One of public cloud's selling points is that vendors make it super-easy to spin up common applications: Amazon Web Services, Azure and Rackspace all operate a “marketplace” in which one can find ready-to-deploy virtual machines for just about whatever takes your fancy. Google calls its version “click-to-deploy”.
VMware's vCloud Air doesn't have such a feature. Or didn't, until today, when Virtzilla teamed with Bitnami to make it happen.
Bitnami lives to deliver packaged applications into clouds. VMware lives to build cloud management software.
So the pairing makes sense because VMware gets to match its rivals and Bitnami gets a new offering, because by deploying its packaged apps into vCloud Air users can start in the cloud and then stretch back to an on-premises bit barn.
VMware feels folk will do test and development in the cloud and if they like the app Bitnami bundled, will consider either a hybrid cloud or on-premises implementation.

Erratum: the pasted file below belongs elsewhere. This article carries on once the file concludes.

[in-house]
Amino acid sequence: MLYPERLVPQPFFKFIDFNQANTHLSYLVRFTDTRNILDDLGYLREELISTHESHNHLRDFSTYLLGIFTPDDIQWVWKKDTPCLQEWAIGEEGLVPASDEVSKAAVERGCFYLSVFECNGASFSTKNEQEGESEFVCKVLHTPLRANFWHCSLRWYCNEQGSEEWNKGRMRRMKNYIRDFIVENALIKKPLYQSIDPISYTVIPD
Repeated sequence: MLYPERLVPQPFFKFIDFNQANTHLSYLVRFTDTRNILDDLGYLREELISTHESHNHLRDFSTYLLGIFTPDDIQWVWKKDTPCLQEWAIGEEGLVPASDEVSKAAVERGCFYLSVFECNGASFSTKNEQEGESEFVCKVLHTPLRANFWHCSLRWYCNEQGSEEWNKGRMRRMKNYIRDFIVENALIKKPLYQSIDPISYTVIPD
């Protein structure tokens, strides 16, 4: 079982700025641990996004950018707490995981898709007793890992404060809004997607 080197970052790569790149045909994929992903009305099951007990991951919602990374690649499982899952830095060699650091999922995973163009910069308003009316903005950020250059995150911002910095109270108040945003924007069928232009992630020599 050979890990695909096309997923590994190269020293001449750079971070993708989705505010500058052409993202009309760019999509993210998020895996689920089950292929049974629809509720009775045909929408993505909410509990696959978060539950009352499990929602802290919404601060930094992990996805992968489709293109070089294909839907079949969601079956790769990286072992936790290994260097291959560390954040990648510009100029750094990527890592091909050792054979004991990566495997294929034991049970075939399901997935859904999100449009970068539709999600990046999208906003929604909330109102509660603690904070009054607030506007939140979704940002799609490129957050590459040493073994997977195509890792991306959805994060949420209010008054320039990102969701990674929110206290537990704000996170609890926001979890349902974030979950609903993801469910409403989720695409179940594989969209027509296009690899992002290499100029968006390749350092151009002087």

This arrangement is rather different to VMware's deal with Google that sees it resell the advertising giant's cloud services. However, it is thematically similar because it shows VMware is finding ways to add features to vCloud Air without having to build them.
VMware's public cloud strategy is mostly a hybrid cloud strategy: the company wants to ensure lots of vSphere customers turn to vCloud Air for their cloudy needs because it looks, feels, and behaves just like vSphere.
Matching other clouds' features, as this deal does, means users have fewer occasions on which they can say “But cloud X does stuff you can't”.
Virtzilla is a mighty company but its pockets just aren't as deep as Microsoft's, Amazon's or Google's. Working with partners to broaden and deepen vCloud Air therefore looks quite clever. ®